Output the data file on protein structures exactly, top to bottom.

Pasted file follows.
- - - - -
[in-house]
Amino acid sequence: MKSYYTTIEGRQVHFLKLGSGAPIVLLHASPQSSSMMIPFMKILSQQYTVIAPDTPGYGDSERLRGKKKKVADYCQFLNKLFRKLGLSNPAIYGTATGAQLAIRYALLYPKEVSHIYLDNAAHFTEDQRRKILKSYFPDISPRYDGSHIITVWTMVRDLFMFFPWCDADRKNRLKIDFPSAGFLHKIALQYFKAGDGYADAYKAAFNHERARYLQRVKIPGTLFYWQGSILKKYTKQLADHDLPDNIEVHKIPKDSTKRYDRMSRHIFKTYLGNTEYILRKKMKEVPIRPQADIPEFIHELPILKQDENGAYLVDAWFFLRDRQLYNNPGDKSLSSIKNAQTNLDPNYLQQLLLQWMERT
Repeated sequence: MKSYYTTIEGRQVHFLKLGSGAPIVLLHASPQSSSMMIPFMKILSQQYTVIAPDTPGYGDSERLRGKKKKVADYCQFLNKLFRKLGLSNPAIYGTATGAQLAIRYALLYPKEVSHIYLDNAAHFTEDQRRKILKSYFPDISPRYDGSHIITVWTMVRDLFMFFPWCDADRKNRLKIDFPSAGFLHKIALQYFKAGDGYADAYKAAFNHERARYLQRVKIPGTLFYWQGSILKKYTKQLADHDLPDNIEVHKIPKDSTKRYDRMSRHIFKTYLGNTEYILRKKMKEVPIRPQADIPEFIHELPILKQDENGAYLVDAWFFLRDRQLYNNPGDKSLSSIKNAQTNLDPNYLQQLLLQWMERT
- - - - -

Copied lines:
[in-house]
Amino acid sequence: MKSYYTTIEGRQVHFLKLGSGAPIVLLHASPQSSSMMIPFMKILSQQYTVIAPDTPGYGDSERLRGKKKKVADYCQFLNKLFRKLGLSNPAIYGTATGAQLAIRYALLYPKEVSHIYLDNAAHFTEDQRRKILKSYFPDISPRYDGSHIITVWTMVRDLFMFFPWCDADRKNRLKIDFPSAGFLHKIALQYFKAGDGYADAYKAAFNHERARYLQRVKIPGTLFYWQGSILKKYTKQLADHDLPDNIEVHKIPKDSTKRYDRMSRHIFKTYLGNTEYILRKKMKEVPIRPQADIPEFIHELPILKQDENGAYLVDAWFFLRDRQLYNNPGDKSLSSIKNAQTNLDPNYLQQLLLQWMERT
Repeated sequence: MKSYYTTIEGRQVHFLKLGSGAPIVLLHASPQSSSMMIPFMKILSQQYTVIAPDTPGYGDSERLRGKKKKVADYCQFLNKLFRKLGLSNPAIYGTATGAQLAIRYALLYPKEVSHIYLDNAAHFTEDQRRKILKSYFPDISPRYDGSHIITVWTMVRDLFMFFPWCDADRKNRLKIDFPSAGFLHKIALQYFKAGDGYADAYKAAFNHERARYLQRVKIPGTLFYWQGSILKKYTKQLADHDLPDNIEVHKIPKDSTKRYDRMSRHIFKTYLGNTEYILRKKMKEVPIRPQADIPEFIHELPILKQDENGAYLVDAWFFLRDRQLYNNPGDKSLSSIKNAQTNLDPNYLQQLLLQWMERT